In order to erase the issue of race in a cultural context of his hero, Shakespeare cleverly develops his character to counteract the savagery and uncivilized terms racist characters use in reference to Othello. It is obvious that Othello does not fit any of the descriptions his enemies impose on him.

For instance, when Othello advices his battalion to watch their swords reveals a deep personality of cultivated and intelligent man. Othello says “Keep your bright swords, for the dew will rust them. Good signor you have more command with your years than with your weapons” (Shakespeare12). These lines draw the readers’ attention to the civility and gentleness of Othello. Readers wonder whether to judge Othello from the stereotyped and prejudiced point of view of Iago and Roderigo or use Othello’s words to judge him.

Othello must prove himself as a truly civilized Moor before the white society. Some readers easily follow the assumptions Iago and Rederigo claim about Othello. Readers cannot judge Othello from the words of characters with ulterior motives. Iago and Roderigo lack credibility to provide substantial information regarding Othello. This makes his opinion insignificant to the reader since they are cruel and baseless.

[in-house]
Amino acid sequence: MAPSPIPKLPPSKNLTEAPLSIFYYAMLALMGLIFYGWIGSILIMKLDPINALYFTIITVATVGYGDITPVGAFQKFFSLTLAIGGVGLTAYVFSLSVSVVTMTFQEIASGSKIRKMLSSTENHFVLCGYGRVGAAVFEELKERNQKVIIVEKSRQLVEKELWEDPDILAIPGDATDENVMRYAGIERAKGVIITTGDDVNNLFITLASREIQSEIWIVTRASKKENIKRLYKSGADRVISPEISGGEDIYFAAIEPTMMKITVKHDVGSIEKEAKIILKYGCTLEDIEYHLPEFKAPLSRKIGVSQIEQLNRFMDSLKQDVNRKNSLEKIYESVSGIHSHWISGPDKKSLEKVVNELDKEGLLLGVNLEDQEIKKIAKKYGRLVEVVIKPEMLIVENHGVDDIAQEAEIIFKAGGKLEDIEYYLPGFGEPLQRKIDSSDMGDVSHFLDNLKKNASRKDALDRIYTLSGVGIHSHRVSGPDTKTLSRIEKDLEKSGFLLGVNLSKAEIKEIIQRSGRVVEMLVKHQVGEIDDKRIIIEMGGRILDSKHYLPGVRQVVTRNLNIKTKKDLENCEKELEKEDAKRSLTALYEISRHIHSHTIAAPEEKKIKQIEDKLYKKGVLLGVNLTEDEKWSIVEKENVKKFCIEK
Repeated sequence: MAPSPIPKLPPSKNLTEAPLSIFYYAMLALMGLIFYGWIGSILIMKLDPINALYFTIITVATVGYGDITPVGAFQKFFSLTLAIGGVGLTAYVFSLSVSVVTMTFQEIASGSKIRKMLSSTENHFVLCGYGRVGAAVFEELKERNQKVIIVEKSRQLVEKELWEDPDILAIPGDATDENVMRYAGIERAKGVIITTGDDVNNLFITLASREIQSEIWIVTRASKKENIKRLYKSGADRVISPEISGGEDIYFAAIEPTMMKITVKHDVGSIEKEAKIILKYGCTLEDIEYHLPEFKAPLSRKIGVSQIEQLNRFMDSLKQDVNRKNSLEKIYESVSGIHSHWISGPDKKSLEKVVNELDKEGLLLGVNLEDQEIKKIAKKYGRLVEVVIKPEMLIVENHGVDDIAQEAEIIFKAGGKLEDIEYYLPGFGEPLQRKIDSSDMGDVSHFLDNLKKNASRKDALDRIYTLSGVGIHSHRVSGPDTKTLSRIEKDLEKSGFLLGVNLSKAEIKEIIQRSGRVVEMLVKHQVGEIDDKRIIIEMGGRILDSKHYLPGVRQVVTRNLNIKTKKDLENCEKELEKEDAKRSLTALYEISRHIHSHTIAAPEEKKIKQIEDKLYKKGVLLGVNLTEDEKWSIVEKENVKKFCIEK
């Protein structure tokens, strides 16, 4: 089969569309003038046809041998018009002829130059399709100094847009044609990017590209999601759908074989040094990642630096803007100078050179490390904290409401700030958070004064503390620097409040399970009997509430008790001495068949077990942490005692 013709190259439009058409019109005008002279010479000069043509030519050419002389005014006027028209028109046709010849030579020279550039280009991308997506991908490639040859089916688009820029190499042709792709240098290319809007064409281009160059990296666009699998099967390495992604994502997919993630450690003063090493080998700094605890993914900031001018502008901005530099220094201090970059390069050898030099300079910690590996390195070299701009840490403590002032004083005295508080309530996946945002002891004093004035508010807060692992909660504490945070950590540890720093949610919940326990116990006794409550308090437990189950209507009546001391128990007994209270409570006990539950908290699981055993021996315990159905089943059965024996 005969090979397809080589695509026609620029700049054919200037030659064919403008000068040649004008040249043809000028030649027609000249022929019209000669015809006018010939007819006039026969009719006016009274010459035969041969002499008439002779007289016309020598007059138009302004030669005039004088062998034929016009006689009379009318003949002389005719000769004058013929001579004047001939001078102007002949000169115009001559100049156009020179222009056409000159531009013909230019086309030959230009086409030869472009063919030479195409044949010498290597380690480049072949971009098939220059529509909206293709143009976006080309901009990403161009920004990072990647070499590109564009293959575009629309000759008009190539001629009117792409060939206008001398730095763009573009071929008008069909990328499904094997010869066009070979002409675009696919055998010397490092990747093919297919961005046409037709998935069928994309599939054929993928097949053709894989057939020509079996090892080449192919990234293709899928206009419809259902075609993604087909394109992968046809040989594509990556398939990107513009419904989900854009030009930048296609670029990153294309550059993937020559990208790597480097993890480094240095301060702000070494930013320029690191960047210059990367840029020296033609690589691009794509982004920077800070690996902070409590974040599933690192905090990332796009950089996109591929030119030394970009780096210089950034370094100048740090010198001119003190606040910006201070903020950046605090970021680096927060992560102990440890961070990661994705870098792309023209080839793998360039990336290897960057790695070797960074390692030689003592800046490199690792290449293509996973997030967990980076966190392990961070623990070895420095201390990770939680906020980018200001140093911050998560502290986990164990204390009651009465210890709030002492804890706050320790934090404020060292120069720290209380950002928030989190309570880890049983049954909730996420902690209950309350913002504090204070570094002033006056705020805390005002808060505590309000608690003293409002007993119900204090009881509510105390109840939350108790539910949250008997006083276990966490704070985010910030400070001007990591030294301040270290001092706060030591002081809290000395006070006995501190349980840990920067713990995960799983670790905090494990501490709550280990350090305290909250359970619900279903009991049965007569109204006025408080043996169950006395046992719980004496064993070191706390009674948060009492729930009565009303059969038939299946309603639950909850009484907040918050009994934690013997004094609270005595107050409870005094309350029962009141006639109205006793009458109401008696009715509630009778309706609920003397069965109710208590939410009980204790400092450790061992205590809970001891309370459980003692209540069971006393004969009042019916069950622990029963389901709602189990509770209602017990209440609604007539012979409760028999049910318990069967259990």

Shakespeare presents a tragic hero who is humble. Othello recognizes that he is different from other characters in terms of skin color and speech. Othello says that “Rude am I in speech… And little blessed with the soft phrase of speech” (Shakespeare 13). This humble act of humility defines Othello’s character throughout the play. Othello recognizes that he is racially different from whites, but not racially mediocre character to them. Shakespeare asserts the fact that the “other race” can rise above whites and be their hero.

The cultural context of Othello is one full of fascinating history. Othello woos a lover and friends alike with his rich cultural background and stories of heroism. They want to hear more and more of his fascinating tales. This creates a sense of admiration in Othello among some of his white admirers.